Sir Isaac Newton’s Account of the Aether [æther, ether]. With Some Additions by Way of Appendix. Dublin: G. and A. Ewing, and W. Smith, 1745. Isaac Newton, Bryan Robinson.
Sir Isaac Newton’s Account of the Aether [æther, ether]. With Some Additions by Way of Appendix. Dublin: G. and A. Ewing, and W. Smith, 1745

Sir Isaac Newton’s Account of the Aether [æther, ether]. With Some Additions by Way of Appendix. Dublin: G. and A. Ewing, and W. Smith, 1745

Dublin: A. Ewing and W. Smith, 1745. 1st Edition. FIRST EDITION, FIRST PRINTING OF A RARE 18th c. WORK INCLUSIVE OF NEWTON’S WRITINGS ON THE AETHER, A LETTER FROM NEWTON TO BOYLE ON THE SUBJECT, & ROBINSON’S OWN WRITINGS TRYING TO ACCOUNT FOR ANIMAL MOTIONS BY NEWTON’S PRINCIPLES. It gathers all Newton’s known queries into the aether.

“In the 1740s alone, there were at least half a dozen major efforts to explain the behavior of observable bodies by postulating a variety of invisible (and otherwise imperceptible) elastic fluids” (Laudan, Science and Hypothesis, 112). But for the most part, 18th c. natural philosophers thought that Newton “had always believed in, and had virtually demonstrated, the existence of an active, spring, non-material aether” (Heilbron, Elements of Early Modern Physics, 61). Bryan Robinson’s work was one of the half dozen or so 18th century efforts to understand the aether; of those, it was particularly “influential” and had “considerable impact” (Brewer, Consumption, 496; Roos, Natural Philosophy, 137).

In 1744, a letter from Newton to Robert Boyle was published for the first time [and is reprinted in this volume]. “Although written sixty-five years earlier, it turned out to be of immediate scientific interest. [In it, Newton] describes an aether that lies in all bodies in amounts inversely proportional to their densities. The action of this aether derives primarily from the gradients set up in it across the interfaces between bodies of different densities; for example, the aether just outside the surface of a piece of glass surrounded by air gradually increases from that appropriate to glass to that characteristic of air. When pushing two smooth plates of glass together, one feels a resistance (or repulsion!) from the aether squeezed aside; but once the plates lie flat, the pressure from the circumambient aether holds them firmly together. The aether therefore is the principle both of cohesion and separation; once dissolved in it the particles of vapors ‘endeavor to recede as far from one another, as the pressure of the incumbent atmosphere will let them.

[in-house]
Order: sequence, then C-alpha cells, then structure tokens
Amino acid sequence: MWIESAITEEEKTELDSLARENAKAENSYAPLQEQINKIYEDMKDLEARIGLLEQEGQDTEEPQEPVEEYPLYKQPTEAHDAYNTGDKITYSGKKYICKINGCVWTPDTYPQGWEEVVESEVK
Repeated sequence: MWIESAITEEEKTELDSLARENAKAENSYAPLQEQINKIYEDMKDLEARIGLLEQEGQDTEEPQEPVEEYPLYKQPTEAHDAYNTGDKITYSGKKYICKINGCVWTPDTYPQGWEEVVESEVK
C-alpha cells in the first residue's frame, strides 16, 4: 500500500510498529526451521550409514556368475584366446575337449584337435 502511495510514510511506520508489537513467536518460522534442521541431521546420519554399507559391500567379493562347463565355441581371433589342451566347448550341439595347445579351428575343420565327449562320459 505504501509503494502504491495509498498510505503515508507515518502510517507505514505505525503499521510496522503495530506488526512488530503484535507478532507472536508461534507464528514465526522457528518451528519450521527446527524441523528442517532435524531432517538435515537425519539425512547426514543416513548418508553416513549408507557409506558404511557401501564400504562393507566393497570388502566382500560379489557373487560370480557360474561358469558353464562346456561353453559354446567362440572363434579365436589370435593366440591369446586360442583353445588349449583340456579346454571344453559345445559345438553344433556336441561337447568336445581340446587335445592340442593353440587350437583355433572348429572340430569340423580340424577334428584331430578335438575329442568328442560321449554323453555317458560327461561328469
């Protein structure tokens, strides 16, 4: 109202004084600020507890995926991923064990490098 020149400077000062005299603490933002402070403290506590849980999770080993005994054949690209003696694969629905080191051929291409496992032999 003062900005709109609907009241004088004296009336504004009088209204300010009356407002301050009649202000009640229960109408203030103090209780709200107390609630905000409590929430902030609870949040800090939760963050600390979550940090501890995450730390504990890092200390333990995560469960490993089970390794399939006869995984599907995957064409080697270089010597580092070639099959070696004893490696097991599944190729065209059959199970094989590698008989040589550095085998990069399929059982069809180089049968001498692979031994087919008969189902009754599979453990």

“Although…the letter conflicted with much in Newton’s public writings, including [his] Opticks’ aether queries, and although it ended with the usual disclaimer (‘I have so little fancy to things of this nature, that, had not your encouragement moved me to it, I should never, I think, have thus far set pen to paper about them’), British natural philosophers took it as evidence that Newton had always believed in, and had virtually demonstrated, the existence of an active, springy, non-material aether.

These were also the inferences drawn by Robinson who, while at Trinity, “taught that Newton’s aether operated the nerves and muscles of the body. In 1743 Robinson published a pseudo-mathematical account of the attractive, repulsive, elastic, cohesive and miscellaneous activities of the aether, most of which violate the laws of motion; and in 1745 he issued [this work] an aetherial chrestomathy [essentially an inclusive gathering of all Newton’s queries into the aether] derived from the Opticks, the newly published letter to Boyle, and his own work on muscle action. [Robinson greatly admired Newton, and he tried to account for animal motions by Newton's principles and to apply the latter to the rational treatment of diseases. He attributed the production of muscular power to the vibration of an ethereal fluid pervading the animal body.] All this publicity had an effect, [and beginning with Robinson’s 1745 work] all significant British electricians postulated a special electrical matter identical with, or similar to, the springy, subtle, universal Newtonian aether” (ibid).

Bryan Robinson graduated M.D. in 1711 from Trinity College, Dublin, where he later served as an anatomical lecturer and as Regius Professor of Physic from 1745. He was also thrice president of the Kings and Queen’s College of Physicians in Ireland and of the Irish Royal College of Surgeons” (Roos, Natural Philosophy, 137). Item #727

CONDITION & DETAILS: Complete. 8vo. (7.75 x 5 inches; 194 x 125mm). [4], 4, [51], 6. Bound in full leather with minor rubbing and scuffing; 5 raised bands at the spine; archival quality repairs at the spine. Tightly and solidly bound. Some toning of the endpapers. Otherwise bright and very clean throughout; woodcut device. Housed in fine custom made black cloth covered chemise; gilt-lettered at the spine and housed in a similarly bound gilt-lettered slipcase. Very good + condition. Wallis 228. Not in Babson (but see Babson 159 for later related work).

Price: $650.00